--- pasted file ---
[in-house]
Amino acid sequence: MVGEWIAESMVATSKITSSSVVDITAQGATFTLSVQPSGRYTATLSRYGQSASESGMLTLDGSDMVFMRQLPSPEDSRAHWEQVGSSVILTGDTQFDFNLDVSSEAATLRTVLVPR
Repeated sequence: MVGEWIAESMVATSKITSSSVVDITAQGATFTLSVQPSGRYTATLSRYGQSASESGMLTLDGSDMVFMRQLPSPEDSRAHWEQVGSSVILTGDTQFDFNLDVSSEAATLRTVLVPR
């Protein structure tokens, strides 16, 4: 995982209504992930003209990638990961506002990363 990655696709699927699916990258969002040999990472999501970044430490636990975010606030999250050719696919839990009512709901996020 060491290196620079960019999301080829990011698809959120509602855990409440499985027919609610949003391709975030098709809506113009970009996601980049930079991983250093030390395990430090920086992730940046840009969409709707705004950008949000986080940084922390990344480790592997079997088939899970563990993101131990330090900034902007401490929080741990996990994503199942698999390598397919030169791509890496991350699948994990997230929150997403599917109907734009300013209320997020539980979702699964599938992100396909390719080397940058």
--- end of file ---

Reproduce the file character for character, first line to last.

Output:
[in-house]
Amino acid sequence: MVGEWIAESMVATSKITSSSVVDITAQGATFTLSVQPSGRYTATLSRYGQSASESGMLTLDGSDMVFMRQLPSPEDSRAHWEQVGSSVILTGDTQFDFNLDVSSEAATLRTVLVPR
Repeated sequence: MVGEWIAESMVATSKITSSSVVDITAQGATFTLSVQPSGRYTATLSRYGQSASESGMLTLDGSDMVFMRQLPSPEDSRAHWEQVGSSVILTGDTQFDFNLDVSSEAATLRTVLVPR
């Protein structure tokens, strides 16, 4: 995982209504992930003209990638990961506002990363 990655696709699927699916990258969002040999990472999501970044430490636990975010606030999250050719696919839990009512709901996020 060491290196620079960019999301080829990011698809959120509602855990409440499985027919609610949003391709975030098709809506113009970009996601980049930079991983250093030390395990430090920086992730940046840009969409709707705004950008949000986080940084922390990344480790592997079997088939899970563990993101131990330090900034902007401490929080741990996990994503199942698999390598397919030169791509890496991350699948994990997230929150997403599917109907734009300013209320997020539980979702699964599938992100396909390719080397940058």